La Casa de Pilatos is the finest example of 16th century palatial architecture in Seville. Its construction was started by the Governor of Andalusia Pedro Enríquez and his wife Catalina de Ribera. His son, Fadrique Enríquez de Ribera, continued enlarging the palace until his death in 1539. Works were completed by his successor, Per Afán de Ribera, viceroy of Naples, who left most of the archaeological remains to be found in the palace today. The name – Pilate’s House – alludes to a journey to Jerusalem that Fadrique made in 1519. Upon his return, he established the first station of the Via Crucis – which represents the trial of Jesus in Pilate’s house – from the palace.
Structured around courtyards and gardens, the Casa de Pilatos is made up of various buildings which combine a number of artistic styles. The splendid central courtyard has arches with irregular designs which are lavishly decorated with Mudejar-style plasterwork. In the corners stand two statues of Pallas Athenas, which were copies of Greek originals. The palace boasts magnificent coffered ceilings, plasterworks and tiles. It also houses a valuable collection of paintings and sculptures which illustrate Seville’s past splendour.
Casa de la Condesa de Lebrija
The style of this 15th century palace, which was rebuilt in the 16th century, was the work of Regla Manjón, the Duchess of Lebrija, who bought it at the end of the 19th century. The house has the typical Sevillian layout with a hallway and a main courtyard around which the building is structured. A magnificent Roman mosaic featuring starred medallions, flowers and mythological motifs such as Leda, the Swan, Europa, and Ganymede offering the eagle water, is the centrepiece of the courtyard. Its decoration combines a wide range of elements such as Roman mosaics, mudejar plasterwork, tiles, coffered ceilings, renaissance friezes, a balustrade in mahogany (on the staircase), etc.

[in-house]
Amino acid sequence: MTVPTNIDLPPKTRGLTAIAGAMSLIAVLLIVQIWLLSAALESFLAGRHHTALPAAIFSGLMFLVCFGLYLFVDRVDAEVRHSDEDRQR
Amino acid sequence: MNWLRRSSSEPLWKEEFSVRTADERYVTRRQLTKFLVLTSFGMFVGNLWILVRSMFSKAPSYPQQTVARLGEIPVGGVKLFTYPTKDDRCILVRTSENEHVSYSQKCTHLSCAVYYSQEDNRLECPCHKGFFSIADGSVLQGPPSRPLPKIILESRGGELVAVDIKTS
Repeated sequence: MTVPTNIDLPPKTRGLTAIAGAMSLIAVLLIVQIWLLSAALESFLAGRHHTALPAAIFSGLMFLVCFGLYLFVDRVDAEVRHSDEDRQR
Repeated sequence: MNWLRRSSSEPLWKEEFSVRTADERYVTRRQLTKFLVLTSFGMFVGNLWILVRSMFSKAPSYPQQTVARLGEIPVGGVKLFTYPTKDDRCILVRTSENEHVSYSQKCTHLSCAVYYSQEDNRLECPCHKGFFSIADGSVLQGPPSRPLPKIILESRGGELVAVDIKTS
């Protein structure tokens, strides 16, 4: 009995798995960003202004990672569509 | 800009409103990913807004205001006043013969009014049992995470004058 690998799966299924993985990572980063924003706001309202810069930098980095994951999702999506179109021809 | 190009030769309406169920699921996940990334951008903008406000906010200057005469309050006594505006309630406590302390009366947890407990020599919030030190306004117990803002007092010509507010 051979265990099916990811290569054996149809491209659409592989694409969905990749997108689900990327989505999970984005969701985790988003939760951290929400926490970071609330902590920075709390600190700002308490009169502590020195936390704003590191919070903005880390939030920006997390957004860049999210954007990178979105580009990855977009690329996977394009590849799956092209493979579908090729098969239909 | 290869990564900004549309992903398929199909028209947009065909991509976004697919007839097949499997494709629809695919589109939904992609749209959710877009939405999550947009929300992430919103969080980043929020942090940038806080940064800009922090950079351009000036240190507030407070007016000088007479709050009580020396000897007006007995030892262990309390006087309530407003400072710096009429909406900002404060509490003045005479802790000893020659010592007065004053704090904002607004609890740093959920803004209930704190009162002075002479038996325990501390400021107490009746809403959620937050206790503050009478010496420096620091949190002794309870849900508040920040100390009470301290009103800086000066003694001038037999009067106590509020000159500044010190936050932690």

The belfries of numerous convents shape the skyline of Seville with a humble beauty designed not to overshadow those of parish churches. Following the Christian reconquest of Arab dominated territories, the main religious orders founded convents in the city. This is the case of the convents of San Clemente and Santa Clara, which were founded in the 13th century. Santa Paula dates from the 15th century; Santa Inés, Santa María de Jesús, Santa Isabel, El Socorro, San Leandro, Madre de Dios and las Teresas from the 16th century… the long list is completed with Santa Ana (dating from the 17th century) and Santa Rosalía (18th century). They provide the city with a peaceful atmosphere for prayer and meditation.
Hidden to our eyes we can only see them through the railings of their chapels which separate the nuns from the public. Their walls keep century-old stories: Santa Ines houses the mummified body of María Coronel. Its church was also the setting of the legend of the organ player Maese Pérez, narrated by Bécquer. Las Teresas is the custodian of the original manuscript of Las Moradas written by Teresa de Jesús and the only portrait of the saint carried out during her lifetime. Convents have also preserved century-old recipes which the nuns still use to make traditional pastries, cakes, and preserves which are on sale to the public and can be obtained through revolving blind windows: the bollitos de Santa Inés, jam from Santa Paula or the famous Yemas de San Leandro.